with the fiery Ms. Ravenwood. Jump decades into
the future… and nothing has changed! When
those two meet, it's like tossing gasoline on
a fire. The two of them are ultimately the heart
of both the movie and the book. In fact, their
relationship completes the larger romantic story
that started with Raiders.
I understand you have a particular
fondness for the character Mutt from a creative
I think, after Indy, he was my favorite
character to write. He's a motorcycle-driving,
prep-school drop out with a chip on his shoulder
the size of the Empire States Building. But he's
also sharply intelligent and as keen of eye as
Indy. He's also a great foil for Indy to reflect
on his own life. The two make a great team…
that is, if they can stop from killing each other
Writing about a character that
has been the creation of others must have been
difficult. Were you ever intimidated by the challenge
or felt constrained?
Rollins in a tight spot.
As I mentioned, I was definitely
intimidated initially. Expectations were SO high.
But I felt very little constraint. I had a few
conversations with David Koepp, the amazing screenwriter,
and we talked about some aspects of the character
that stretched beyond the movie. But ultimately
I already loved Indy and wouldn't want to change
him. My goal was to portray not only the external
Indy, but also the internal: what he's thinking,
how does he react, what does he see… and
sometimes more importantly, what DOESN'T he see?
That was both the challenge and the exhilaration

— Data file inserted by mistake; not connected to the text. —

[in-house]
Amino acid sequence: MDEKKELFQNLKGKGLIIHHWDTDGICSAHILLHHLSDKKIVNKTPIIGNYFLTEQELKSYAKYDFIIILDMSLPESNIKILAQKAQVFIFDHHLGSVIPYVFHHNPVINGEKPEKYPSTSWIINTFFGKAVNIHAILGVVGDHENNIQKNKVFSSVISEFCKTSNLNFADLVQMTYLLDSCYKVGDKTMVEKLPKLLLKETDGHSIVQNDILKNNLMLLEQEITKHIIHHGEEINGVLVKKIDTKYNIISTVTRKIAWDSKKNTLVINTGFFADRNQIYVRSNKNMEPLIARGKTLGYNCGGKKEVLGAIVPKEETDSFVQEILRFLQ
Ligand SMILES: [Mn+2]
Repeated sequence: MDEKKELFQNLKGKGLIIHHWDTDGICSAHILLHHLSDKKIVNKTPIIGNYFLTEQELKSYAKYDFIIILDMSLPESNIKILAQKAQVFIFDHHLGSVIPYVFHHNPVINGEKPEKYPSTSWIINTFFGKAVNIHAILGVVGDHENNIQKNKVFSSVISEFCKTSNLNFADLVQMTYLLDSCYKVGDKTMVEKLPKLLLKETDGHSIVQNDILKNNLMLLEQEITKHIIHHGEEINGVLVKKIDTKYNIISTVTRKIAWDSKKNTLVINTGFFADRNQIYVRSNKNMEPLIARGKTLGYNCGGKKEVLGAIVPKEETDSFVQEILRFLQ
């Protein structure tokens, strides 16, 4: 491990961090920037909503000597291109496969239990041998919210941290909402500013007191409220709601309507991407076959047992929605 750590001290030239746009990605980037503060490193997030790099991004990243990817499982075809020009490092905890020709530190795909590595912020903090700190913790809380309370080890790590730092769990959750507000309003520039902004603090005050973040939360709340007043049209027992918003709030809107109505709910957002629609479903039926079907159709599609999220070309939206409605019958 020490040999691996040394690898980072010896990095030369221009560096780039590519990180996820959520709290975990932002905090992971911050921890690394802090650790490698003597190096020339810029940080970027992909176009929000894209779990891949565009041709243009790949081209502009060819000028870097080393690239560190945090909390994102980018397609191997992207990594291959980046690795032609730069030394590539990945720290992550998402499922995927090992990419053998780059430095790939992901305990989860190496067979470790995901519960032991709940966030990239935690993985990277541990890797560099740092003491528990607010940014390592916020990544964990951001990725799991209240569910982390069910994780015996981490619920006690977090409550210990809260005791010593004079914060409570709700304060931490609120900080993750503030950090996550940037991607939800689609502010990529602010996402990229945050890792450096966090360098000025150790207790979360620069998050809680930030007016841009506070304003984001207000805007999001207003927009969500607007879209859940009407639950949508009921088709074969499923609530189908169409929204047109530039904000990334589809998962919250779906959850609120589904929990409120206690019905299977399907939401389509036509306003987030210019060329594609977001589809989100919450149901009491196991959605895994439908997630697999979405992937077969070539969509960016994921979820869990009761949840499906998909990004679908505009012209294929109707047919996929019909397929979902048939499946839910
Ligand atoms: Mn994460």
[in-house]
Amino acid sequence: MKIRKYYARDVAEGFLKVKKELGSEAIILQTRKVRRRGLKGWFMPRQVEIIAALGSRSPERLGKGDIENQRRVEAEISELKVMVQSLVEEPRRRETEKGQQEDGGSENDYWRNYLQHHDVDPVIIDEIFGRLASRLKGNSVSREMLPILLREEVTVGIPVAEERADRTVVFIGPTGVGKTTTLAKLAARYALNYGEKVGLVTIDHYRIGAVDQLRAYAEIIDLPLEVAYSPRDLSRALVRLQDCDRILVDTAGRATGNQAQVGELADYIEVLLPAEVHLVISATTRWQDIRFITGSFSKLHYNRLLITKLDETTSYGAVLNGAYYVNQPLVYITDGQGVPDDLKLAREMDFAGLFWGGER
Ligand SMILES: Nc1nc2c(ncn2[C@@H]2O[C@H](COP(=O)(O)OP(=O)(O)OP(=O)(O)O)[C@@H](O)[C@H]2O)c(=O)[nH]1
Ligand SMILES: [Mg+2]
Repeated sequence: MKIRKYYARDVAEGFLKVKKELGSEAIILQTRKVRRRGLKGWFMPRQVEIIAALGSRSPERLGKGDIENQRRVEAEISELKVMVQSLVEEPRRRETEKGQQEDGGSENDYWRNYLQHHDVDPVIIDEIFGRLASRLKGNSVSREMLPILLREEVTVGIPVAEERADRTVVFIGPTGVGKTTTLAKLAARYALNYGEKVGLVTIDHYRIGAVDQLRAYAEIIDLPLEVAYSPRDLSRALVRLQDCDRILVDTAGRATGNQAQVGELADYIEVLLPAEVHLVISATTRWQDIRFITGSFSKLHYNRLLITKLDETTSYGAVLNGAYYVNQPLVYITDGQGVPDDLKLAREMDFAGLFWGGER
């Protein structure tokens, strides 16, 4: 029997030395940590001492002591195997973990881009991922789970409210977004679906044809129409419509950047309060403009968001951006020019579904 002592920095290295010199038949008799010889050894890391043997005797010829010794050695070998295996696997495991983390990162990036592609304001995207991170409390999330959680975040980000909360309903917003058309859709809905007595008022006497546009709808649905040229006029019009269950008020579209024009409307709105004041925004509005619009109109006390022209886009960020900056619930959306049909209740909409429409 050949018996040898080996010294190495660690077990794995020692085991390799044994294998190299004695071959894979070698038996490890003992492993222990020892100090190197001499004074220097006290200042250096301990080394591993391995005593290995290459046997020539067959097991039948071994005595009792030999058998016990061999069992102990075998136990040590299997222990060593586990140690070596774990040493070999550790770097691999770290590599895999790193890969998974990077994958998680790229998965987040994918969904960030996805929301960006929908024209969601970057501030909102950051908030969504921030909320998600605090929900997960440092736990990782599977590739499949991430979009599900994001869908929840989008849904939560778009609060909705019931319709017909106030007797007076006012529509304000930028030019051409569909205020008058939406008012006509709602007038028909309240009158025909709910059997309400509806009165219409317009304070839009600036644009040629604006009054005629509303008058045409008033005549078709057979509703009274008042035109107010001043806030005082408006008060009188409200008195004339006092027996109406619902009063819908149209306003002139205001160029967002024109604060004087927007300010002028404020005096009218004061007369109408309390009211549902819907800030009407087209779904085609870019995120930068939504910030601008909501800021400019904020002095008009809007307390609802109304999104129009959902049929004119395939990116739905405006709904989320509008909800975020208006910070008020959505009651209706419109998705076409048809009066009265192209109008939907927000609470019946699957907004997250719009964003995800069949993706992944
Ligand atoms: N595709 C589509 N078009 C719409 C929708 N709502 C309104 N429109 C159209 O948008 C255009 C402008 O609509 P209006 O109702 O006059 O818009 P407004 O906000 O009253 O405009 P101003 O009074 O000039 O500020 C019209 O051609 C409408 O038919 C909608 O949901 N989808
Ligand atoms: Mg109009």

to bring this character to life on the page.
As an author and storyteller,
would you liked to have seen something different
happen with the story or the characters that you
were given? Anything left out that you wished
had remained, etc.?
The movie stuck pretty close to
the script, but there were many things left unexplained
or were not dramatized. That was one of my goals
in writing the novelization: to fill in those
events. Some of the scenes brought to life in
the novel that were never addressed in the movie
include: What exactly happened to the Conquistadors
who first stole the skull? How did Indy get captured
by the Russians in Mexico? How did Indy end his
relationship with Marion? Plus many, many more
bits and pieces.
There have been 15 other full-length
Indiana Jones novels, including all three film
adaptations. Nearly ten years after the last one
was published (1999), you are the first author
to write an Indy novel. How does that make you
feel and have you considered writing more Indiana
Well, if you ask reviewers of my
books, I've already been writing Indiana Jones
books all along. The books are full of archaeology,
lost civilizations, and strange bits of mysticism.
In my novel Sandstorm,
I even have an archaeologist named Omaha Dunn.
But would I be interested in penning my own Indiana
Jones novel? To create a unique storyline of my
own? The answer is simple: Of course!
What do you feel you have walked
away with personally from this experience and
how has it changed you, if at all?
Writing the novelization has reminded
me of the joy I had when I first was reading those
old pulp serials. Though I have those books still
in my library, it had been a long time since I'd
read one. After reading the script for the first
time, I came home and pulled those books off the
shelf, dusted them off, and read three of my old
favorites. The storylines just revitalized that
kid in me, reminded me of what good storytelling
should do: to transport, to thrill, and to entertain.
The old pulp novels knew how to do this so well,